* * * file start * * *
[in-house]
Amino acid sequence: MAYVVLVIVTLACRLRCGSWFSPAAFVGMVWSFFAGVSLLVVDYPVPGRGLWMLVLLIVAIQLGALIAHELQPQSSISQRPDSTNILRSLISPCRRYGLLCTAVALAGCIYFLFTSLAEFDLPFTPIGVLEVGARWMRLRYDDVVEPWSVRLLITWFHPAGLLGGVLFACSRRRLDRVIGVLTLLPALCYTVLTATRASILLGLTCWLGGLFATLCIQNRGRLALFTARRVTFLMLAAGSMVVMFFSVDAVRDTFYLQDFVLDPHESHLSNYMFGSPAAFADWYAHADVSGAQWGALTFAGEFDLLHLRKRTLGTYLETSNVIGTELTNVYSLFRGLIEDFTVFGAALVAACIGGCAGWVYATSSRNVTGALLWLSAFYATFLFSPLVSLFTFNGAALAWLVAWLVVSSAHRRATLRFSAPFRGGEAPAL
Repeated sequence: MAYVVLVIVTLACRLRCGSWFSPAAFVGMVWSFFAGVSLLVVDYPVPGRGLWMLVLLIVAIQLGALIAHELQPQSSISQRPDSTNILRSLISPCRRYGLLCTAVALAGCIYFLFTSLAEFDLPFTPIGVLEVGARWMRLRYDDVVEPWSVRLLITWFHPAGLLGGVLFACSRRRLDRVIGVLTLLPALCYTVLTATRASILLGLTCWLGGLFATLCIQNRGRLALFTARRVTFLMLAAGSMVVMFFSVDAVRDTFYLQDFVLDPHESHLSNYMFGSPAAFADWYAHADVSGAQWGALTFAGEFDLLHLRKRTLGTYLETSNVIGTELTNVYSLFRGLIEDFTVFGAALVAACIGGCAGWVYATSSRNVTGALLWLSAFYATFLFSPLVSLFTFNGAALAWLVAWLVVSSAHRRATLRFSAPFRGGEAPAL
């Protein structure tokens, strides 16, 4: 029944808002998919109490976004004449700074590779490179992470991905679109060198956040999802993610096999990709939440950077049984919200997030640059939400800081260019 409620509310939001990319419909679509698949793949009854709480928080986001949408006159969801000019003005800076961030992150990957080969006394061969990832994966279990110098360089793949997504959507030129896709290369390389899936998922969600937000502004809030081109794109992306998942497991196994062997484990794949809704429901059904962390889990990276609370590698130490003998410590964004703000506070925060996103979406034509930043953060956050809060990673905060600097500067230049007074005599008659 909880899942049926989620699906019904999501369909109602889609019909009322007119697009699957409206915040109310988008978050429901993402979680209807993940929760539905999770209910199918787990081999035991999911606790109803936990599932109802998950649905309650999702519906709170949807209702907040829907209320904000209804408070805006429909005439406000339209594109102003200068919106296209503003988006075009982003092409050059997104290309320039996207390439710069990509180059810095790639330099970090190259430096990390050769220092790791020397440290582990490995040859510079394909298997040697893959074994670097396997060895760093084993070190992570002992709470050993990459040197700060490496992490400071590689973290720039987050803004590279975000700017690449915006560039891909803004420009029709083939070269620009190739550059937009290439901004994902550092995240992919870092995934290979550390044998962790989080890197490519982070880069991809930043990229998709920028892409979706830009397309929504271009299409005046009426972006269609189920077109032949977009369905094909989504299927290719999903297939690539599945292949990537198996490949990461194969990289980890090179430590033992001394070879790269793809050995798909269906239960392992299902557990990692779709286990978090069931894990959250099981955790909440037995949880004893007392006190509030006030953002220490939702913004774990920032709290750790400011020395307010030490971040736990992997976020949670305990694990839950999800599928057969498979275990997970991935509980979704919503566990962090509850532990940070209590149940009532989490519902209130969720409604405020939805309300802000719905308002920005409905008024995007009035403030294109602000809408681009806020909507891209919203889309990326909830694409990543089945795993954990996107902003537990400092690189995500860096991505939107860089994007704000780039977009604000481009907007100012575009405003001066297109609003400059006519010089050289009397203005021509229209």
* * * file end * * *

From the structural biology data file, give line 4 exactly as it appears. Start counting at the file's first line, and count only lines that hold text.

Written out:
């Protein structure tokens, strides 16, 4: 029944808002998919109490976004004449700074590779490179992470991905679109060198956040999802993610096999990709939440950077049984919200997030640059939400800081260019 409620509310939001990319419909679509698949793949009854709480928080986001949408006159969801000019003005800076961030992150990957080969006394061969990832994966279990110098360089793949997504959507030129896709290369390389899936998922969600937000502004809030081109794109992306998942497991196994062997484990794949809704429901059904962390889990990276609370590698130490003998410590964004703000506070925060996103979406034509930043953060956050809060990673905060600097500067230049007074005599008659 909880899942049926989620699906019904999501369909109602889609019909009322007119697009699957409206915040109310988008978050429901993402979680209807993940929760539905999770209910199918787990081999035991999911606790109803936990599932109802998950649905309650999702519906709170949807209702907040829907209320904000209804408070805006429909005439406000339209594109102003200068919106296209503003988006075009982003092409050059997104290309320039996207390439710069990509180059810095790639330099970090190259430096990390050769220092790791020397440290582990490995040859510079394909298997040697893959074994670097396997060895760093084993070190992570002992709470050993990459040197700060490496992490400071590689973290720039987050803004590279975000700017690449915006560039891909803004420009029709083939070269620009190739550059937009290439901004994902550092995240992919870092995934290979550390044998962790989080890197490519982070880069991809930043990229998709920028892409979706830009397309929504271009299409005046009426972006269609189920077109032949977009369905094909989504299927290719999903297939690539599945292949990537198996490949990461194969990289980890090179430590033992001394070879790269793809050995798909269906239960392992299902557990990692779709286990978090069931894990959250099981955790909440037995949880004893007392006190509030006030953002220490939702913004774990920032709290750790400011020395307010030490971040736990992997976020949670305990694990839950999800599928057969498979275990997970991935509980979704919503566990962090509850532990940070209590149940009532989490519902209130969720409604405020939805309300802000719905308002920005409905008024995007009035403030294109602000809408681009806020909507891209919203889309990326909830694409990543089945795993954990996107902003537990400092690189995500860096991505939107860089994007704000780039977009604000481009907007100012575009405003001066297109609003400059006519010089050289009397203005021509229209």